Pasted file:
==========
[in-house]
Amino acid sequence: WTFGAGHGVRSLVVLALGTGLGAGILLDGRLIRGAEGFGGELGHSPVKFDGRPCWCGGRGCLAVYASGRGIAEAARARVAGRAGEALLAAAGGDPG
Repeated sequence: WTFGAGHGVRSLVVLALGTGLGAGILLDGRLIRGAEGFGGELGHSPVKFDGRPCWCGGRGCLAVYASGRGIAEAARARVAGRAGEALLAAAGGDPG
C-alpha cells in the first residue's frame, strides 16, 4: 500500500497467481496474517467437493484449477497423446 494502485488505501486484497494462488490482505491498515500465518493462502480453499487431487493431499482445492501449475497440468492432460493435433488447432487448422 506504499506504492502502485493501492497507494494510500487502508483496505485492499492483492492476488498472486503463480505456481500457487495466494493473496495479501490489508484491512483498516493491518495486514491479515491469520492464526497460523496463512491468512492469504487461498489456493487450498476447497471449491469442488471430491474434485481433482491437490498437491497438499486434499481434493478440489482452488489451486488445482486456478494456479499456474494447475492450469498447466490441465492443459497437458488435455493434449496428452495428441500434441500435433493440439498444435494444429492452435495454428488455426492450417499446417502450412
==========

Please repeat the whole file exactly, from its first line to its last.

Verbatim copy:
[in-house]
Amino acid sequence: WTFGAGHGVRSLVVLALGTGLGAGILLDGRLIRGAEGFGGELGHSPVKFDGRPCWCGGRGCLAVYASGRGIAEAARARVAGRAGEALLAAAGGDPG
Repeated sequence: WTFGAGHGVRSLVVLALGTGLGAGILLDGRLIRGAEGFGGELGHSPVKFDGRPCWCGGRGCLAVYASGRGIAEAARARVAGRAGEALLAAAGGDPG
C-alpha cells in the first residue's frame, strides 16, 4: 500500500497467481496474517467437493484449477497423446 494502485488505501486484497494462488490482505491498515500465518493462502480453499487431487493431499482445492501449475497440468492432460493435433488447432487448422 506504499506504492502502485493501492497507494494510500487502508483496505485492499492483492492476488498472486503463480505456481500457487495466494493473496495479501490489508484491512483498516493491518495486514491479515491469520492464526497460523496463512491468512492469504487461498489456493487450498476447497471449491469442488471430491474434485481433482491437490498437491497438499486434499481434493478440489482452488489451486488445482486456478494456479499456474494447475492450469498447466490441465492443459497437458488435455493434449496428452495428441500434441500435433493440439498444435494444429492452435495454428488455426492450417499446417502450412